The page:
Tuesday, May 31, 2011


Stop Patronizing Our War Veterans

Memorial Day is always a solemn, contemplative experience for me and I am present to my lingering resentment that the blood of our heroes has been squandered by those who choose to send our sons and daughters into questionable wars under the guise of Fighting for Freedom or building democracies. For those of you who may be combat veterans, the bond of sacrifice and suffering that is shared by soldiers is understood. This past Sunday, while viewing the CBS 60 Minute special on Medal of Honor recipient, Sgt. Salvatore Giunta, the pain of anguish was overwhelming as I listened to Sgt. Giunta share how much he abhors the attention given to him for his heroic display of bravery in attempting to rescue a fellow unit soldier from the hands of Taliban resistors. Sgt. Giunta was emphatic: " I am not a hero; I am an average, mediocre soldier. There are many others who are braver and better soldiers than I." This candor on the part of Giunta helps understand his annoyance with the plethora of ceremonies acknowledging his combat heroics. He says that the exaggerated ceremonies singling him out are embarrassing and demeaning because he knows that often the organizers of such gatherings are vicariously feeding off of his anguish for their own aggrandizement.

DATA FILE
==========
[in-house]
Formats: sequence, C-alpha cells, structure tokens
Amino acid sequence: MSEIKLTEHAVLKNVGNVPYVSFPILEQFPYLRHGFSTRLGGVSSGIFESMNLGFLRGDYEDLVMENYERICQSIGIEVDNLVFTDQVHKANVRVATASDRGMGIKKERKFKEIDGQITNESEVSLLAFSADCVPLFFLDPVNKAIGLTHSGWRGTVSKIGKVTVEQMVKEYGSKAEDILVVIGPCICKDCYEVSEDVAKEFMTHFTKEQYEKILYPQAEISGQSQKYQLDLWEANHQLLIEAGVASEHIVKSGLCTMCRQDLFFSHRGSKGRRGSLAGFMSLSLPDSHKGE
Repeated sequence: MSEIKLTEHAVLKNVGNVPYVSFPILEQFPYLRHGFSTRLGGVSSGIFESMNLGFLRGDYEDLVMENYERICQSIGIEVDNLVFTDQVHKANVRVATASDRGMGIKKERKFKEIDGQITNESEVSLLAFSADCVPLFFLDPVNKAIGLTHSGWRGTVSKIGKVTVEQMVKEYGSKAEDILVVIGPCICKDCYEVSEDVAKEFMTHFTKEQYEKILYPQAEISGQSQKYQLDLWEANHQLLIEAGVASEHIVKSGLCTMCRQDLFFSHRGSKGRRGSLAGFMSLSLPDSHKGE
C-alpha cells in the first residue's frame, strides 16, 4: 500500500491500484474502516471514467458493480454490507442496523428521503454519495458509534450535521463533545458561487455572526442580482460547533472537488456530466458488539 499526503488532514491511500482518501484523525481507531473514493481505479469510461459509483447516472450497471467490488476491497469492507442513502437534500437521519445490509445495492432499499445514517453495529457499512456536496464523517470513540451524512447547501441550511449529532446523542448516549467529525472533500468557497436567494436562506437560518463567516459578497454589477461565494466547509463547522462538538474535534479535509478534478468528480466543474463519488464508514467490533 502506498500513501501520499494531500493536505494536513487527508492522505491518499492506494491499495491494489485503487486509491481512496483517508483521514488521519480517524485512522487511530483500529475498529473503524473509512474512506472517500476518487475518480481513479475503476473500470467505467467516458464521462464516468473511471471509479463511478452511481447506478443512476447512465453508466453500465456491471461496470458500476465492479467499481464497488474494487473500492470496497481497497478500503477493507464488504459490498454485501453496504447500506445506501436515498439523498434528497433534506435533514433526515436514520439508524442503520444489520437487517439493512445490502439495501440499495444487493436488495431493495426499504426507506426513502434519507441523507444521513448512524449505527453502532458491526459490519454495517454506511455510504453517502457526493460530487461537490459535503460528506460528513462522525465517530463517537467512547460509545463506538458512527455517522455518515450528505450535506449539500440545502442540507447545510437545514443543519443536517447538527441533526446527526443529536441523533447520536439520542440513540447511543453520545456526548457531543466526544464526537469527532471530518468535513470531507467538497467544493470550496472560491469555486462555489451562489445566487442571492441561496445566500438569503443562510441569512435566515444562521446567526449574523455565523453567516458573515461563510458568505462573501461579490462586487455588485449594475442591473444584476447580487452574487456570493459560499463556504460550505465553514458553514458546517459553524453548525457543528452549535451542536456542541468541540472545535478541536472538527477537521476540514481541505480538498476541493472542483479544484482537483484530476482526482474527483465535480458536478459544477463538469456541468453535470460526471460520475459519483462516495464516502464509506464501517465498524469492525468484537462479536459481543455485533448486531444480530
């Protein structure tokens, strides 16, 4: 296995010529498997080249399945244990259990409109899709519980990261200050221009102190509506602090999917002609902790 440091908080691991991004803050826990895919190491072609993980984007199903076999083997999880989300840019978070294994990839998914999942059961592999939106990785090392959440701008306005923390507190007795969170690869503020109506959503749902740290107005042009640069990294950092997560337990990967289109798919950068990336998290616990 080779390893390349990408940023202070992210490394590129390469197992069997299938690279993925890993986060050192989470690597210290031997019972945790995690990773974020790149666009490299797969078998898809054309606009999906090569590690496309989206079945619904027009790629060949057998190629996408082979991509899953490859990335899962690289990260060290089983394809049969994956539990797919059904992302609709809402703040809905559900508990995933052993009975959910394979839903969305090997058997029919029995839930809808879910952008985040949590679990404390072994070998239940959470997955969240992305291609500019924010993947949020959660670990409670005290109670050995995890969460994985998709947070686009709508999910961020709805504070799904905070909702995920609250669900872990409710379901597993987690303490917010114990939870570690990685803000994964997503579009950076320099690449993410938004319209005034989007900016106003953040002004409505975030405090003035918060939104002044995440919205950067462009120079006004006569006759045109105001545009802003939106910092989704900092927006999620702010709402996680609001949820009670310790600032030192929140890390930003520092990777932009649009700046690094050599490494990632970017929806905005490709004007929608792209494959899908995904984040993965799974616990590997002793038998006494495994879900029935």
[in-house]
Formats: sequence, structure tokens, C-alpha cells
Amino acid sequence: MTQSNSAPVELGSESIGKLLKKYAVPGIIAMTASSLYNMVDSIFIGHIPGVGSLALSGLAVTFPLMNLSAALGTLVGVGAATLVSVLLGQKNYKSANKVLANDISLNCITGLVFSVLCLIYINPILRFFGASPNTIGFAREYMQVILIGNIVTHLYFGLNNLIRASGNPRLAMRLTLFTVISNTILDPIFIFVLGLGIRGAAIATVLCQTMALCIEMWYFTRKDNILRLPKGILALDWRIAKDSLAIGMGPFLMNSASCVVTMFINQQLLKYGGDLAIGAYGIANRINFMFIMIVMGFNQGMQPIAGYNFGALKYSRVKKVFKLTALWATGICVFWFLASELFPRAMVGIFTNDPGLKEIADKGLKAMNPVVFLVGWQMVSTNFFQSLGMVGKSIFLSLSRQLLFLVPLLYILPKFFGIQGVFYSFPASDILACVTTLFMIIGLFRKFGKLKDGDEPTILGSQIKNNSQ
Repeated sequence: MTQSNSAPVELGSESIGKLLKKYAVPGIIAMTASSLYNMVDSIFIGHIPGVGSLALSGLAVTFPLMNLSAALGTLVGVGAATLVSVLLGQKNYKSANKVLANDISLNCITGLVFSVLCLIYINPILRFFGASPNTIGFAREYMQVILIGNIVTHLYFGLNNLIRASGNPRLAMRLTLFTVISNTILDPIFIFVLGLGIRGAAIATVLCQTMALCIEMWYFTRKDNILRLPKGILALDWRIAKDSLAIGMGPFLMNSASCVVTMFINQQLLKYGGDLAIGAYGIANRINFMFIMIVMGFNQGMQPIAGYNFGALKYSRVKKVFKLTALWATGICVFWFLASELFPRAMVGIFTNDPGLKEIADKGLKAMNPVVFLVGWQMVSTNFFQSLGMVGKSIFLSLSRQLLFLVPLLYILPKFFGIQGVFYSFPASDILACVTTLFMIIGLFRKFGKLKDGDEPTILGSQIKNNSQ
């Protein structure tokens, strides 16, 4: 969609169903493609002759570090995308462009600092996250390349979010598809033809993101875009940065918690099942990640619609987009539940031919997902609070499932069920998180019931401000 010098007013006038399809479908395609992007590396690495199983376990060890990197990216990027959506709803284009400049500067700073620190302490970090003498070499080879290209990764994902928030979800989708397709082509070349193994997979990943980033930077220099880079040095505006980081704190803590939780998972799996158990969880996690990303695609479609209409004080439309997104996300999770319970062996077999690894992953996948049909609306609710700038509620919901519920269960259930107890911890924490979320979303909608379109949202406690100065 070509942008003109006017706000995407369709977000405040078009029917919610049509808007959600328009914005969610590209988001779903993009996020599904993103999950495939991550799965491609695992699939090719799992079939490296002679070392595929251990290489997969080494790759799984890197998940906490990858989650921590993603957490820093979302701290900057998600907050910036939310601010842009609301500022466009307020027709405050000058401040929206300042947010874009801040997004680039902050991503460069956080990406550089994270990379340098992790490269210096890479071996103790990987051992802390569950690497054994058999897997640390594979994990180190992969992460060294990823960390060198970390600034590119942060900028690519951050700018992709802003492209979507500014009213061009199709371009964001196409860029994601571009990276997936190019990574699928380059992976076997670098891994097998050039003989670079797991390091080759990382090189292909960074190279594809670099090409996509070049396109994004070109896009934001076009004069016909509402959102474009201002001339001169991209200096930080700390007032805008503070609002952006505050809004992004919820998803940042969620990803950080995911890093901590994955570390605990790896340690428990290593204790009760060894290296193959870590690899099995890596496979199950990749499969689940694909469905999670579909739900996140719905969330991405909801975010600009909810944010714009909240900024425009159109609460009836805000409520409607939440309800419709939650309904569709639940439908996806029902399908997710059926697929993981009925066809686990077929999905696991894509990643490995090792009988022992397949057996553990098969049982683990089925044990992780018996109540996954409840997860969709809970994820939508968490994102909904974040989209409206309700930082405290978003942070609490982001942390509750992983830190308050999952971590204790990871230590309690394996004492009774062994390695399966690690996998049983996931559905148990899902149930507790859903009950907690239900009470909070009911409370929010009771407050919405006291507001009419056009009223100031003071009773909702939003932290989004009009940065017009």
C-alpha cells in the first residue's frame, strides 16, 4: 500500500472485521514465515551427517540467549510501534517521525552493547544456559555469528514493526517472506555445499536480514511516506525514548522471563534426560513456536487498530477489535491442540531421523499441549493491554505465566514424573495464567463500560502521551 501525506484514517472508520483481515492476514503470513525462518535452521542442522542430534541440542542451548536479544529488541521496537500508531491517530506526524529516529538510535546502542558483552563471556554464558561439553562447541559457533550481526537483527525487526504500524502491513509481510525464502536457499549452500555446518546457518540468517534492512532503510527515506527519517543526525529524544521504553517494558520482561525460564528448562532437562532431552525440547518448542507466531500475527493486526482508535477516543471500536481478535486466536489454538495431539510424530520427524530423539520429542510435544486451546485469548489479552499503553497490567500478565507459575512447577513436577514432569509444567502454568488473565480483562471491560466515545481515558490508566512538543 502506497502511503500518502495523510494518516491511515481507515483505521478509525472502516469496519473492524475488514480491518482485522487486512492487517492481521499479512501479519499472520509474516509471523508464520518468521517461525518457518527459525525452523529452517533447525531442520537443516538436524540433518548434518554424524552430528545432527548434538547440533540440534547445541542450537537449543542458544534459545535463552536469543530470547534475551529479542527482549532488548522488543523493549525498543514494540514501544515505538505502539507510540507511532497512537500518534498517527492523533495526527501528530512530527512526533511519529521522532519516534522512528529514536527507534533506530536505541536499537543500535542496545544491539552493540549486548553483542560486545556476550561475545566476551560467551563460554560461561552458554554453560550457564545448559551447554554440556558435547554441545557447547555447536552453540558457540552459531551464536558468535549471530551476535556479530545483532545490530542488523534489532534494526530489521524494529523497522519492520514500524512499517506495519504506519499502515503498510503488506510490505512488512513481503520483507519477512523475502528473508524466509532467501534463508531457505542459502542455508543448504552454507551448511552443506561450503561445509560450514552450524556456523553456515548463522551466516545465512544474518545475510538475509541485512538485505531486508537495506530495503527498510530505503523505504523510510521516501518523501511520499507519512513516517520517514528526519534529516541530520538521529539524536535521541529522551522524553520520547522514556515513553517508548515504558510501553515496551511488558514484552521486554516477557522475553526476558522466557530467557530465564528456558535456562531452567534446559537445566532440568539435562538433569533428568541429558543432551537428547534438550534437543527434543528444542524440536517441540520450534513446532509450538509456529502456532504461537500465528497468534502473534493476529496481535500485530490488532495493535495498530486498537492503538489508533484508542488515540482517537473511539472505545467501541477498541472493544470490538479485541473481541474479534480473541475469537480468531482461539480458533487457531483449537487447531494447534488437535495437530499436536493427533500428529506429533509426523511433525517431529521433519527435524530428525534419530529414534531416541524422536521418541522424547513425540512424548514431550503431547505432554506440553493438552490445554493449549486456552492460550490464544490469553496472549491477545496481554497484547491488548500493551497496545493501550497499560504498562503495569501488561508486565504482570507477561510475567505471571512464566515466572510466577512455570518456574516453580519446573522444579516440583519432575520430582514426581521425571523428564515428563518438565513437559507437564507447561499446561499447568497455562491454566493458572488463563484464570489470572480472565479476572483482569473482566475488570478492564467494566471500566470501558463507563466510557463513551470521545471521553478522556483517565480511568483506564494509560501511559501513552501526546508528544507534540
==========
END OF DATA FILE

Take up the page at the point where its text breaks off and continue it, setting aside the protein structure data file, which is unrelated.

American society over-learned its lessons in how we treated the returning veterans from Vietnam. Today, no one wants to be guilty of withholding the highest praise for the service and sacrifice of our combat vets who serve in Afghanistan and Iraq. The greatest insult to these incredibly dedicated combat soldiers is to squander their blood in questionable military campaigns that have no definition for Victory or the time for exit. They serve because they are dedicated to their duty to serve in spite of the madness of government policies that sent them to die pretending the sacrifice and dying was to keep America Free or spreading democracy. Our leaders cajole us with these pseudo rationalizations designed to facilitate our swallowing of the sacrifice of our sons and daughters. We Americans should expend less time with punch and cookies ceremonies lauding the sacrifice of our committed, patriotic heroes and more time issuing screams of outrage to our politicians for sending our soldiers into unwinnable, ill-defined wars. It is the grossest patronization to Thank a Vet for his or her service if you haven’t also written your elected representative to demand an end to the Afghan/Iraq campaigns and for priority medical treatment for returning veterans and their families. May God continue to bless those who suffer in service and their families who endure it with them.



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